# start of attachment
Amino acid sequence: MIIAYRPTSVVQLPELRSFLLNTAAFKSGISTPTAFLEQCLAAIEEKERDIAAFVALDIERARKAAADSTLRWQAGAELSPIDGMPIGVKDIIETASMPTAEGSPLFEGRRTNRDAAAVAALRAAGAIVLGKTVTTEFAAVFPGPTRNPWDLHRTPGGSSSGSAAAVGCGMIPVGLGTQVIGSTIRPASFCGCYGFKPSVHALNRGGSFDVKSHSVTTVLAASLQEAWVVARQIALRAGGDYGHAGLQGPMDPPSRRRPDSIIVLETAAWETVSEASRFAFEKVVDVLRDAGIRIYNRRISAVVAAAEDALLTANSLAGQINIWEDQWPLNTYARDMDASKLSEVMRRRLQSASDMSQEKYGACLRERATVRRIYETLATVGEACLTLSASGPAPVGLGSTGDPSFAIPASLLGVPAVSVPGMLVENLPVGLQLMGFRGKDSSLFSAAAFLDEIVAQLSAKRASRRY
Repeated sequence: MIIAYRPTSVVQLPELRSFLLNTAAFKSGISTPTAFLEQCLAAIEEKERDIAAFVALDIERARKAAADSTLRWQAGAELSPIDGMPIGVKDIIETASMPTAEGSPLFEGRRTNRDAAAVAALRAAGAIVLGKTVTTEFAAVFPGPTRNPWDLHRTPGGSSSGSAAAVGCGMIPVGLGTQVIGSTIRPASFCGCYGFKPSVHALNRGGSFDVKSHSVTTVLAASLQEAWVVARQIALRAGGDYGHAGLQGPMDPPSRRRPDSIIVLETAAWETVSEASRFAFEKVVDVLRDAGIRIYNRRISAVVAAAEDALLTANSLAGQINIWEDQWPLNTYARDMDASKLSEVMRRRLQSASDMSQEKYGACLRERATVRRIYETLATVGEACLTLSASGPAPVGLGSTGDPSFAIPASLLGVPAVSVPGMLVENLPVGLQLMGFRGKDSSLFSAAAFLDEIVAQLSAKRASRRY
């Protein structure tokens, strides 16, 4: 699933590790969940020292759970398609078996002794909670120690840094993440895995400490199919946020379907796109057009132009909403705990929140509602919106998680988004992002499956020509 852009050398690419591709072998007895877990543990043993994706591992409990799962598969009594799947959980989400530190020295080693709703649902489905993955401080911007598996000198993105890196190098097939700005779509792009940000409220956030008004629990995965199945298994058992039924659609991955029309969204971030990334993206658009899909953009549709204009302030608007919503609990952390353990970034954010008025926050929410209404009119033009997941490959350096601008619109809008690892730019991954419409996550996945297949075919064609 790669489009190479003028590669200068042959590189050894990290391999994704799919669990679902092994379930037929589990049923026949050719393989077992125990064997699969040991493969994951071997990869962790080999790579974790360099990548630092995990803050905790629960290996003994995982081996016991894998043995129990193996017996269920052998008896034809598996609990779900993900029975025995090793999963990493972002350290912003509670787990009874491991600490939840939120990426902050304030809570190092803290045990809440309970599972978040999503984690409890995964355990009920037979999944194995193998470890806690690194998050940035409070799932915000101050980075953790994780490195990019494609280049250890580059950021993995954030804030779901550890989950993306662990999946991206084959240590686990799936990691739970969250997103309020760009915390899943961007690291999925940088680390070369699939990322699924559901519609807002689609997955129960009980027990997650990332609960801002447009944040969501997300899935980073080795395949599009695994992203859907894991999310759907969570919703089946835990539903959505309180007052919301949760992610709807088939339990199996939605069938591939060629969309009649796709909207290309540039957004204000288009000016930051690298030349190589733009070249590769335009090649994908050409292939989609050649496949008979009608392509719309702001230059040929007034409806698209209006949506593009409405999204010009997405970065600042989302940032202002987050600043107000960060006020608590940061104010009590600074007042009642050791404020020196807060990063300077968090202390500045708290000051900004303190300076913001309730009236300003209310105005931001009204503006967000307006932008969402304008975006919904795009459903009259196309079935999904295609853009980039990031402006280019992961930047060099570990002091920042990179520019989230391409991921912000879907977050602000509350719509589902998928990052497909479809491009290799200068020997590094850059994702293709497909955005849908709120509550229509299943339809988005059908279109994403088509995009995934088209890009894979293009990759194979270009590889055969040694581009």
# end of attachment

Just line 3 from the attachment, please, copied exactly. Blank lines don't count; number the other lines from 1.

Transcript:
């Protein structure tokens, strides 16, 4: 699933590790969940020292759970398609078996002794909670120690840094993440895995400490199919946020379907796109057009132009909403705990929140509602919106998680988004992002499956020509 852009050398690419591709072998007895877990543990043993994706591992409990799962598969009594799947959980989400530190020295080693709703649902489905993955401080911007598996000198993105890196190098097939700005779509792009940000409220956030008004629990995965199945298994058992039924659609991955029309969204971030990334993206658009899909953009549709204009302030608007919503609990952390353990970034954010008025926050929410209404009119033009997941490959350096601008619109809008690892730019991954419409996550996945297949075919064609 790669489009190479003028590669200068042959590189050894990290391999994704799919669990679902092994379930037929589990049923026949050719393989077992125990064997699969040991493969994951071997990869962790080999790579974790360099990548630092995990803050905790629960290996003994995982081996016991894998043995129990193996017996269920052998008896034809598996609990779900993900029975025995090793999963990493972002350290912003509670787990009874491991600490939840939120990426902050304030809570190092803290045990809440309970599972978040999503984690409890995964355990009920037979999944194995193998470890806690690194998050940035409070799932915000101050980075953790994780490195990019494609280049250890580059950021993995954030804030779901550890989950993306662990999946991206084959240590686990799936990691739970969250997103309020760009915390899943961007690291999925940088680390070369699939990322699924559901519609807002689609997955129960009980027990997650990332609960801002447009944040969501997300899935980073080795395949599009695994992203859907894991999310759907969570919703089946835990539903959505309180007052919301949760992610709807088939339990199996939605069938591939060629969309009649796709909207290309540039957004204000288009000016930051690298030349190589733009070249590769335009090649994908050409292939989609050649496949008979009608392509719309702001230059040929007034409806698209209006949506593009409405999204010009997405970065600042989302940032202002987050600043107000960060006020608590940061104010009590600074007042009642050791404020020196807060990063300077968090202390500045708290000051900004303190300076913001309730009236300003209310105005931001009204503006967000307006932008969402304008975006919904795009459903009259196309079935999904295609853009980039990031402006280019992961930047060099570990002091920042990179520019989230391409991921912000879907977050602000509350719509589902998928990052497909479809491009290799200068020997590094850059994702293709497909955005849908709120509550229509299943339809988005059908279109994403088509995009995934088209890009894979293009990759194979270009590889055969040694581009």